Clearly Gehring respects the tradition of his predecessors. The same rings true for his crew, who eat, sleep and breathe the job at hand. Deanna, a three-year veteran of NFL Films, said she is more than happy to make those sacrifices.

"We go to work at 6 AM and stop at midnight," she said. "Seven days a week. There is no off time. But I love it. I started as an intern and took this job right out of college."

The rest of the crew appears to share that sentiment. If you look at everyone involved, for the most part, they are a new breed of filmmakers. They are young, and if they like the work, they can stay for as long as they want.

Still, Gehring has to keep them all content. It's not an easy task, because everyone has good days and bad days. It's a juggling act at the highest level.

The biggest task at hand is sifting through the hours and hours of high-definition tape to find the gems that eventually appear on HBO.

"We'll end up shooting, in the end, about 120 hours of footage a week," said Gehring. "We have 23 people working 16 hours a day. There's a whole other army at NFL Films producing the show. I have a counterpart, Kenny Rogers, a supervising producer on the other end. They are sifting through every second of footage that we get. We capture it and they make it into a story."

How is it done? Gehring's only answer is the talents of the people around him.

"We have some of the best sports cinematographers, the best sound men in the business," he said. "Steve (Sabol) has been committed to finding the very best. I mean we have four crews up here, and I'm only able to be with one crew at a time. So there are three other crews working completely independent of anything else I'm doing. Each crew does the best they can do to find stories, tell those stories and get the great shots. You have to lean on them all the time."

"We do this in two and three week shifts. There are a bunch of cameramen and sound guys who are scheduled to go home so we can keep everyone fresh. But guys don't want to leave. They're loving this."

When NFL Films began in the 60's, Sabol's brilliance was delivering a different view of the game. Over the last four and half decades the hallmark of NFL films has been the camera angles. It's no different in River Falls.

Gehring's crew uses cameras positioned an inch off the field turf, mounted on boards that look so archaic they appear to be something made in shop class. They are also hoisted above the fields on cranes, and no matter what might happen on any of the four practice fields, they always get the shot.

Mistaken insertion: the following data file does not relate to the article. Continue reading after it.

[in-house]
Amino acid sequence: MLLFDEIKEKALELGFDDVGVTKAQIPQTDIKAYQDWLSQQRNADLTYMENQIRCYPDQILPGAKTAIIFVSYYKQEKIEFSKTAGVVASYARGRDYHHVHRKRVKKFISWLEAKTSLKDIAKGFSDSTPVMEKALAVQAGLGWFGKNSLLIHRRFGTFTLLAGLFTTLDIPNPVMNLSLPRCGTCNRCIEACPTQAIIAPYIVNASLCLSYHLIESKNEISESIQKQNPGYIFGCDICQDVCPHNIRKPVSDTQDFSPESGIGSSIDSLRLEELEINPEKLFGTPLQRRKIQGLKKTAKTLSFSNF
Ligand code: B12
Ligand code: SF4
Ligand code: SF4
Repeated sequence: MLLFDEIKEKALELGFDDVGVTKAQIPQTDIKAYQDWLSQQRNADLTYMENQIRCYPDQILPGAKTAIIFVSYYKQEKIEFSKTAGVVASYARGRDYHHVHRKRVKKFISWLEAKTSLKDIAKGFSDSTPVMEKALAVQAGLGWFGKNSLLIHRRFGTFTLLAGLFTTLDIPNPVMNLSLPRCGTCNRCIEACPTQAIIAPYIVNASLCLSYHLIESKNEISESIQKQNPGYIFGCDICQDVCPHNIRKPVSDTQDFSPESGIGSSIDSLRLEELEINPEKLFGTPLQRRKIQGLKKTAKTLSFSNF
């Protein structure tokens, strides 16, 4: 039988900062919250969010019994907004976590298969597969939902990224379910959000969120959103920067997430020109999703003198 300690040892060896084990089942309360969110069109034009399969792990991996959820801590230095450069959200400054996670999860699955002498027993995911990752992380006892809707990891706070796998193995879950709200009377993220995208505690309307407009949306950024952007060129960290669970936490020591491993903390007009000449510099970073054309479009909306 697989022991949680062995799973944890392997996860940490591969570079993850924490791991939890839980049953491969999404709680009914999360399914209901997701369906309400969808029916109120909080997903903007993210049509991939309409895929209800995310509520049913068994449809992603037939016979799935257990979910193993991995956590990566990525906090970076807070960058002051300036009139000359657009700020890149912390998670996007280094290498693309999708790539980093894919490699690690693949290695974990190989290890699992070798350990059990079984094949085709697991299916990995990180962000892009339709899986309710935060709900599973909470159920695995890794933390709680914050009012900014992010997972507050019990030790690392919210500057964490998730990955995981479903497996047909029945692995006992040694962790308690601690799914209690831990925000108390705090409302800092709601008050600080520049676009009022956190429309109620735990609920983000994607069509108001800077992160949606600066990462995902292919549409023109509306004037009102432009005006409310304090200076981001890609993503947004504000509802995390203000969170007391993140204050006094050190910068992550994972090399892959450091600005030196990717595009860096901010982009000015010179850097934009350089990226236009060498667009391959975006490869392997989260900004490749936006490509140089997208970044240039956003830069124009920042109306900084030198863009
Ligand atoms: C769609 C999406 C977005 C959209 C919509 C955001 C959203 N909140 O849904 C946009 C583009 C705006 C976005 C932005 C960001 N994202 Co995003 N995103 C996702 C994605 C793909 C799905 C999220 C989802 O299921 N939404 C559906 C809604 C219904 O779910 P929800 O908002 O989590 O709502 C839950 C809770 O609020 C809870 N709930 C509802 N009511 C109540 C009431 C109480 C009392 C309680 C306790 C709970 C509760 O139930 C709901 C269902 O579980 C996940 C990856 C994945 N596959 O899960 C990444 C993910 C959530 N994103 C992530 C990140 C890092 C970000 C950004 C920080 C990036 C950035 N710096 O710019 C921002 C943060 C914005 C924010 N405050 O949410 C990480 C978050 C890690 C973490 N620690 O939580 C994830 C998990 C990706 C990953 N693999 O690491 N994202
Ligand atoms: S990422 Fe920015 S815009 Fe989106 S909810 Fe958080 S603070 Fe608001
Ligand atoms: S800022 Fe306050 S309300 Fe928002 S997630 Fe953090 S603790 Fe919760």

Thus, the camera angles are key in telling the Hard Knocks story. It's one thing to sit down and do an interview, but NFL fans always want to see more.

"I wish we had more toys," said Gehring. "I think a lot of that is collaboration. We have lifts that we can get a top angle, high hats on tripods for lower angles and shoulder cameras. We have to give the camera crews the creative freedom to not be afraid to be great."

With that said, this entire process and the five-week series would not be possible if Gehring and his staff didn't have great subject material.

In other words the players, coaches and front office personnel are the actors in these films. If HBO and NFL Films didn't think they'd find that with the Chiefs, none of this would be possible.

There are players that Gehring always knows he can get that money shot from - like fullback Boomer Grigsby and defensive end Jared Allen, who are more fun-loving than others.

But what he really appreciates are veterans like Law and tight end Tony Gonzalez, who have each been through the rigors of an NFL training camp many times.

"They understand what we're trying to do," said Gehring. "We're not here to cast them in a negative light, but instead to celebrate what they've been doing over decades."

At the same time, Gehring and his crew also love the underdogs, those who are fighting for jobs in their first NFL training camp. The ‘Little Engine That Could' philosophy is something that has always appealed to NFL Films.

Early on in the shoot, two of those engines have caught Gehring's eye – punt returner Ean Randolph and cornerback Tyron Brackenridge.

"I think Ean has a fantastic opportunity, but also some pretty big shoes to fill," said Gehring. "In talking to the kid, he wants it. The best part about that is that there are a lot of guys like Samie Parker and Justin Phinisee who aren't going to make it easy for the young guy who wasn't drafted to take their job. And that's one reason to do this show."

"I was talking to secondary coach Alex Gibbs and nobody could understand why (Brackenridge) wasn't drafted. He's an outstanding football player."

But naturally, the NFL Films cameras end up gravitating toward the star rookies at times. Gehring said his crews have focused in particular on KC's rookie defensive linemen – Tank Tyler and Turk McBride.

"It's a fun journey to try and craft that story with guys who were drafted high and to see them succeed," he said. "Then you have the guys who come out of nowhere who just want to make the team. They are the same age and are only separated by draft slots."

There are other interesting side notes to River Falls, like the Dwayne Bowe and Larry Johnson contract situations, but the core of this project centers around the type of team that Herm Edwards and his coaches are trying build.

It's a daunting task, but despite the long hours and sacrifices everyone associated with this project will make between now and September, they each understand why they strive to make the finest product they can.

"Hard Knocks is above all else a show for the fans," said Gehring. "If anyone respected and cherished the fans the most, it was the late Founder of the Kansas City Chiefs, Lamar Hunt. And that's important to us as the historians and the keepers of the flame of the NFL."